Fooand a subclass
Foo's constructor from
Bar's looks like:
Bar.__super__.constructor.call(this, a, b);whereas in the Closure Library, the canonical thing is to do the following, identifying the superclass function directly:
The only minor drawback to using the CoffeeScript form when using Closure (though note that you would have to use
__super__) is that the CoffeeScript call is more bytes of code. Unfortunately, the Closure Compiler does not know that
Bar.superClass_.constructoris equivalent to
Foo, so it does not rewrite it as such, though such logic could be added to the Compiler.
This piqued my curiosity about how
goog.base()is handled by the Compiler, so I ended up taking a much deeper look at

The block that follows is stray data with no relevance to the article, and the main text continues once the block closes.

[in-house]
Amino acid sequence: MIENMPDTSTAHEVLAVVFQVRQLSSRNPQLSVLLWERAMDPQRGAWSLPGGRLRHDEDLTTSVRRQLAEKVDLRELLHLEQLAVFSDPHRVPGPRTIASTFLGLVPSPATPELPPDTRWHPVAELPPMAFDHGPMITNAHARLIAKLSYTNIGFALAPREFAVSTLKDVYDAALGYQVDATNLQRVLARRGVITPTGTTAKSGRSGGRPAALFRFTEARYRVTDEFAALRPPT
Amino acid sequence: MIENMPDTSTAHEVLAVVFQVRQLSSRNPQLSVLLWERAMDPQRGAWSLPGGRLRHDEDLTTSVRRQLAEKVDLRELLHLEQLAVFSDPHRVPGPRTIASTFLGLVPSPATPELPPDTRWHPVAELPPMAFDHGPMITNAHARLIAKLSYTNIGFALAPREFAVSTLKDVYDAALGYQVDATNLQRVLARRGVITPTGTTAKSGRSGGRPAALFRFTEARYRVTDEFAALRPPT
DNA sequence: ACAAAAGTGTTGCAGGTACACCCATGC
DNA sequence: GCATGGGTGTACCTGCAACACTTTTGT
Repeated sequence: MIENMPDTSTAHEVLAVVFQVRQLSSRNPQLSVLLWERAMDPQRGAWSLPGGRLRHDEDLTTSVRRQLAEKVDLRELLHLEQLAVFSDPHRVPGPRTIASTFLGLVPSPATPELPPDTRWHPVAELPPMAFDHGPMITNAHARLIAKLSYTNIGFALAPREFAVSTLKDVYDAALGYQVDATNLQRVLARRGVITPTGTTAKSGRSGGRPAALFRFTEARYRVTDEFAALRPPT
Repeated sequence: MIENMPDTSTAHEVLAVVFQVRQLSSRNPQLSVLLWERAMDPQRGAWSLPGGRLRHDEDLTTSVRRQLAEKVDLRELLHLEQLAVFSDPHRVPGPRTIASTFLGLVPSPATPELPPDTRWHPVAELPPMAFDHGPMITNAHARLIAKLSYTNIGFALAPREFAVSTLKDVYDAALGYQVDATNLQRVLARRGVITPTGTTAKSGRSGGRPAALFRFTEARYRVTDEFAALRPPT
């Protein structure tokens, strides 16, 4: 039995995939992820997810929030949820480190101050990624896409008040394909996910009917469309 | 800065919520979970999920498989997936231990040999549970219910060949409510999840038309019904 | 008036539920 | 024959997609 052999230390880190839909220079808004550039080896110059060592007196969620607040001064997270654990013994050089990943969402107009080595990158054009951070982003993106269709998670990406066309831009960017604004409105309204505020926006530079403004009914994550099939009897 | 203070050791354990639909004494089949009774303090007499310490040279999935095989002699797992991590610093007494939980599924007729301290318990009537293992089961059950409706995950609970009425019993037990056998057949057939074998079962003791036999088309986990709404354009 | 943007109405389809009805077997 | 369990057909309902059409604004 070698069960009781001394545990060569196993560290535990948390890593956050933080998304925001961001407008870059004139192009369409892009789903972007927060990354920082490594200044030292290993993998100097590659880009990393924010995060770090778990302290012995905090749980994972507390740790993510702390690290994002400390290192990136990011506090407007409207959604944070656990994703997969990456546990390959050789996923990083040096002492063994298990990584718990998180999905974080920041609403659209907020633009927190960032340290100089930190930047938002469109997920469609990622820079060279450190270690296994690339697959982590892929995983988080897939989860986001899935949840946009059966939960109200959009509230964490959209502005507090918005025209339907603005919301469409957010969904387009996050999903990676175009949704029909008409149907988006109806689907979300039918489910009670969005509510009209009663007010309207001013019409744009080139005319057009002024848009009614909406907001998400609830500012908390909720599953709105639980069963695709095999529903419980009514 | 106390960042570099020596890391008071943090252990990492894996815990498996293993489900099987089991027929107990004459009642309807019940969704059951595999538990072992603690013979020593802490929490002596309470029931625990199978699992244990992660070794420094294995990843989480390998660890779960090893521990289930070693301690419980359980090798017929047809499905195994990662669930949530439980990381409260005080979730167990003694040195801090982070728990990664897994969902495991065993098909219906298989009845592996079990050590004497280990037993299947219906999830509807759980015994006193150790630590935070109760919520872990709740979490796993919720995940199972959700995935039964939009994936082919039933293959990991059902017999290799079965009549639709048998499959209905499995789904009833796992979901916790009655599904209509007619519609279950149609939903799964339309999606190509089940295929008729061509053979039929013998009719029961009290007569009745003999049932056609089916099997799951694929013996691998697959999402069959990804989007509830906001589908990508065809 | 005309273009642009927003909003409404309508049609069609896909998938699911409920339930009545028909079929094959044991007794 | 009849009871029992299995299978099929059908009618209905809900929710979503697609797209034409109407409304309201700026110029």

goog.base()than I ever had before. I got so caught up in it that I ended up composing a new essay on what I learned: "An Examination of goog.base()."
The upshot of all this is that in my CoffeeScript-to-Closure translation code, I am not going to translate any of CoffeeScript's
goog.base()calls because avoiding
goog.base()eliminates a couple of issues. I will still use
goog.base()when writing Closure code by hand, but if Closure code is being autogenerated anyway, then using
goog.base()is not as compelling.
Finally, if you're wondering why I started this project a few weeks ago and have not made any progress on the code since then, it is because I got married and went on a honeymoon, so at least my wife and I would consider that a pretty good excuse!
Want to learn more about Closure? Pick up a copy of my new book, Closure: The Definitive Guide (O'Reilly), and learn how to build sophisticated web applications like Gmail and Google Maps!